So far this year Boeing (BA) is having a strong start looking at its financial results, but also when looking at the order book the jet maker is seeing some appreciable order inflow. One of the programs that could use some order inflow to avoid a further cut in production is the Boeing 777 program. In this report, we explain why Boeing depends on the freighter variant of the Boeing 777 more than on the passenger variant to fill up many of remaining delivery slots in the coming years.
Boeing 777-300ER and Boeing 777X
One reason why Boeing will depend on the Boeing 777F for continued order inflow is because with rising oil prices the appeal of the Boeing 777-300ER versus the Boeing 777X starts fading while airlines will await in-service performance data for the Boeing 777X to commit to any purchases. Additionally, there is no replacement cycle for the Boeing 777-300ER kicking in until after 2020. This means that any order inflow has to come from airlines that need some near-term capacity expansion.
In 2018, the only customer for the Boeing 777-300ER has been Lufthansa (OTCQX:DLAKF) which ordered 2 aircraft for Swiss International Air Lines.
The easiest way for jet makers to fill delivery slots is by giving hefty discounts. By doing so it becomes a little bit more attractive to order the aircraft that is less efficient compared to its successor. United Airlines (NYSE:UAL) used this to add 18 Boeing 777-300ERs to its fleet at a price that we estimated to be 15% lower than the normal sales price.
Discounting has boundaries, since the jet maker does want to book profits on assembly and it also does not want to cause a pricing pressure on the successor of the aircraft. Additionally, the timeframe is very important as well. For big passenger aircraft orders have to be placed around 18 months in advance in order for the supply chain to be able to deliver on time. Especially for seat makers this lead time is needed. What this means is that a passenger aircraft ordered today will be delivered at the earliest in early 2020. With there being some slots available in 2020 and possibly 2019, the window for passenger aircraft to fill those slots is closing. Freighters have a lead time of roughly a year giving Boeing some extra months to secure the orders. So the fact that Boeing seems to be getting more freighter orders partially has to do with the fact that due to the short time between order and the delivery slot, the Boeing 777F is the only aircraft that can still fill the earlier delivery slots.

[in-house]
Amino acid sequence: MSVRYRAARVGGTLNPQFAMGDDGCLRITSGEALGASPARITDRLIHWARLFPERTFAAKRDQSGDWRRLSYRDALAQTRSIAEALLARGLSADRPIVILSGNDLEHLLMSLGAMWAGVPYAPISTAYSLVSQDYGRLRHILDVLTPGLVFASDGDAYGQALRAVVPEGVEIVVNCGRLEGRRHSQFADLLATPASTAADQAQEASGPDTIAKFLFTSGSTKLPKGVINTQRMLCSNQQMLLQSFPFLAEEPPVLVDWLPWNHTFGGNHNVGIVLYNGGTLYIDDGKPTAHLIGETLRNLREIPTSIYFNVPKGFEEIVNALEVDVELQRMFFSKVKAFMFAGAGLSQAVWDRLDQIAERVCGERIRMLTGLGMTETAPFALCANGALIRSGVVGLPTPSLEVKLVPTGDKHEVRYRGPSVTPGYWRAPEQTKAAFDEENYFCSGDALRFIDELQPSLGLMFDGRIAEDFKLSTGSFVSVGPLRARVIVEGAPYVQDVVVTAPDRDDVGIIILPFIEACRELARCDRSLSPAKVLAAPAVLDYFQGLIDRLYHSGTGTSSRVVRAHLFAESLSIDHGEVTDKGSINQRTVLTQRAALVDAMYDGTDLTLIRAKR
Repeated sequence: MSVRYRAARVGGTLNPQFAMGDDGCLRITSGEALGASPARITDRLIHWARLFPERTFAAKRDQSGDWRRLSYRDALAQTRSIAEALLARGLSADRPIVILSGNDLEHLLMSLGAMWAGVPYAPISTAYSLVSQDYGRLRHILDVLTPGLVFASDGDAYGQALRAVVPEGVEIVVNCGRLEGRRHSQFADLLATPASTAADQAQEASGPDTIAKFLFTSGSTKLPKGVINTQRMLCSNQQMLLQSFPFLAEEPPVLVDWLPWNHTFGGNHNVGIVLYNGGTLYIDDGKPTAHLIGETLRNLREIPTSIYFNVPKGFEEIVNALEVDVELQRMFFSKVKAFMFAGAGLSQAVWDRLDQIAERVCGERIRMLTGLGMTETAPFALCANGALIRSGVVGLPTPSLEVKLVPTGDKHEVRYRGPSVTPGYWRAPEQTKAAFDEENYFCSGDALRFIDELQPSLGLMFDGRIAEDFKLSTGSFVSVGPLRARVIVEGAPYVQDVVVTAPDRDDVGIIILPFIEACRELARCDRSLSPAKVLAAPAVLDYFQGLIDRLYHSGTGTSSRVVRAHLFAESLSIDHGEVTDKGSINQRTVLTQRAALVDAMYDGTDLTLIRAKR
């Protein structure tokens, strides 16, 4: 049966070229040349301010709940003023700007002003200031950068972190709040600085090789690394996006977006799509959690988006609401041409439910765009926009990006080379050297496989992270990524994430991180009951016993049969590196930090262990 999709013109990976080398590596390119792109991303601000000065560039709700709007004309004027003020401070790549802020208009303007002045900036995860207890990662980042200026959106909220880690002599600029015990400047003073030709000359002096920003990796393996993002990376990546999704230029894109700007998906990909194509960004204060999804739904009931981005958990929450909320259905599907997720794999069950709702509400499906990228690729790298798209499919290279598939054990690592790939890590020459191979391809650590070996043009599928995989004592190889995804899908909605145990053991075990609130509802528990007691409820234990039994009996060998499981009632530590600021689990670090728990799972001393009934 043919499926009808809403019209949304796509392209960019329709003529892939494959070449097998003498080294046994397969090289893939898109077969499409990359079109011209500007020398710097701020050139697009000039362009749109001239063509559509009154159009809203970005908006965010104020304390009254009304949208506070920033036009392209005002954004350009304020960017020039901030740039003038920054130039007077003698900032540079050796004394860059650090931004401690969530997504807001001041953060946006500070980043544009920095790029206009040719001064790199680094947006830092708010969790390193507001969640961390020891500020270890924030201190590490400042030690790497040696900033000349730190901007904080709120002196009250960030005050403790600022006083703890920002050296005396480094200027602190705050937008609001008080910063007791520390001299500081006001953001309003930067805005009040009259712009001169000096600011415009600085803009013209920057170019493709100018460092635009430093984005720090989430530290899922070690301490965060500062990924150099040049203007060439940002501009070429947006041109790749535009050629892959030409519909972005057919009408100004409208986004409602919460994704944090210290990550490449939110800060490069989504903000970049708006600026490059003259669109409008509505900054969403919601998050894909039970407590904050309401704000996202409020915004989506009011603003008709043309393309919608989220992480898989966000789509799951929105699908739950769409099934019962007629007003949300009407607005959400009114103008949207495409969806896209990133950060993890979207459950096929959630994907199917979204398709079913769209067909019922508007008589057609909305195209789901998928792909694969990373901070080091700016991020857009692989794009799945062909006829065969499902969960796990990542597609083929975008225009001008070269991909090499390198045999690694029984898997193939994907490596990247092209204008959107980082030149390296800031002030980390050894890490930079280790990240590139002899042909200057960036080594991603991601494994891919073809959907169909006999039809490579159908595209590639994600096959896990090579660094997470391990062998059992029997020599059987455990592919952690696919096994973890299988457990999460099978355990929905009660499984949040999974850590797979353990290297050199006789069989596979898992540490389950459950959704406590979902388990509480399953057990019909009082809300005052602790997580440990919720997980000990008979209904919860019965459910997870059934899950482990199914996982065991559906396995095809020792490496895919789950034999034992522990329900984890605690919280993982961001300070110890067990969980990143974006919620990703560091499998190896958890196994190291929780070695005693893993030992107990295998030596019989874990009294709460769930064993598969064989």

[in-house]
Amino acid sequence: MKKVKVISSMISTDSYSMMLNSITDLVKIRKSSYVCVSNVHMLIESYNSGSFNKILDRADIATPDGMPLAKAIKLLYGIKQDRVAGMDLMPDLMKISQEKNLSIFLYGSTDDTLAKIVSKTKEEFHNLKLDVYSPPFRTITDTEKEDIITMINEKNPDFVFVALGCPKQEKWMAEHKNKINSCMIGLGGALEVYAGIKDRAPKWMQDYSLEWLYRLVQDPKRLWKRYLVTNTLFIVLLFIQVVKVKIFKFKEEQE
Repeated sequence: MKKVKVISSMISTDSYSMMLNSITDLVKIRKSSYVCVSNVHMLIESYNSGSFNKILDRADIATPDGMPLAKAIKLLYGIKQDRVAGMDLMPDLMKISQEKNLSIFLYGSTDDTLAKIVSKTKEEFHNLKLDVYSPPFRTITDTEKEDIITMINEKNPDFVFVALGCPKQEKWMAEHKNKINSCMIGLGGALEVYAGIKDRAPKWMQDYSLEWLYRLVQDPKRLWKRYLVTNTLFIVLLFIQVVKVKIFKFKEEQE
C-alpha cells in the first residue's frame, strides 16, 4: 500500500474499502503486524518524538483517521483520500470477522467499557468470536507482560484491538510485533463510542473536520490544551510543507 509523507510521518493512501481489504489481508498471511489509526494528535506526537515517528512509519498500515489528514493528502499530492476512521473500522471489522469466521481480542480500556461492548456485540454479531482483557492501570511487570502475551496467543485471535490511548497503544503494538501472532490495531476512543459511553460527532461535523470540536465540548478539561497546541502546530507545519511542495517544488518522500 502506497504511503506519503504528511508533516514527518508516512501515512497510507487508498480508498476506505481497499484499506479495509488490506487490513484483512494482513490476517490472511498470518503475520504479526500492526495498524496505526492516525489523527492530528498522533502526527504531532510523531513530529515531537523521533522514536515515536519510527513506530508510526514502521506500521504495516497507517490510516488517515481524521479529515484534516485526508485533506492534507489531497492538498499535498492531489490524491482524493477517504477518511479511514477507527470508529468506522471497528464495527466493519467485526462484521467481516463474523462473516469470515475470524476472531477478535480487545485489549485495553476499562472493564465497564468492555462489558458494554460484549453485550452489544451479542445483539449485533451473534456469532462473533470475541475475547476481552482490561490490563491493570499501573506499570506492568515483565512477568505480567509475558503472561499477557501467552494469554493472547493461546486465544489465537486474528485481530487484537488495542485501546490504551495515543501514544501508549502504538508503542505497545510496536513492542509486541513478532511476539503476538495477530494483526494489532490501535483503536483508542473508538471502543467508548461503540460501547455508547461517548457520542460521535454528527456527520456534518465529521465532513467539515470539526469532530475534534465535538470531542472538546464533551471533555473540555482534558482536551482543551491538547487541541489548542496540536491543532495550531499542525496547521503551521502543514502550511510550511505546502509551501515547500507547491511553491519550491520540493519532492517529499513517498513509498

What drives orders for the Boeing 777F is the upward trajectory of the cargo market. The market for cargo aircraft is materially different from the passenger aircraft market with the same underlying drivers, namely economic growth, but other replacement and growth cycles. What is currently driving the market is e-commerce and pharmaceuticals and that is a trend that is likely continuing in the coming years. So after a few very soft years for the cargo market, growth has been picking up and additional aircraft can be absorbed by cargo airlines.
Up until May, ANA and Lufthansa Cargo each bought 2 Boeing 777F aircraft while an unidentified customer ordered 3 aircraft. Qatar Airways has committed to buying 5 more aircraft.
While preparing this report Boeing announced an order from FedEx (FDX) for 12 Boeing 777Fs.
No next generation freighter
What also plays a role in the Boeing 777F sales being robust is the fact that there is no next generation freighter available. Cargo aircraft operate at a lower utilization rate, which means that cost efficiency is more driven by lower acquisition costs than by fuel costs. In the future there likely will be a next generation freighter available, but at this very moment the Boeing 777F is a very capable and efficient freighter.
The Boeing 777F is currently playing an important role in filling the Boeing 777 delivery slots and we expect more orders soon. This is caused by robust demand for cargo aircraft, the absence of a strong alternative and the absence of a next generation freighter as well as common lead times that prevent the Boeing 777-300ER from filling the earliest available delivery slots. E-commerce and a growing market for pharmaceuticals transport will likely continue to support growth of the cargo market in the absence of trade war eruption and the longer it takes Boeing to secure orders for the passenger variants of the Boeing 777, the more it will have to rely on order inflow for the freighter variant. Important to understand that the order inflow is a combination of a strong market as well as the partial inability to sell the passenger variant.
This report has been rolled out to premium subscribers earlier. As we were preparing to submit the report for regular subscribers, Boeing announced that FedEx bought 24 freighters including 12 Boeing 777Fs comfirming our thesis. The report has been altered (in italics where appropriate). The orders will be added to Boeing’s order overview when finalized.
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Disclosure: I am/we are long BA, EADSY.
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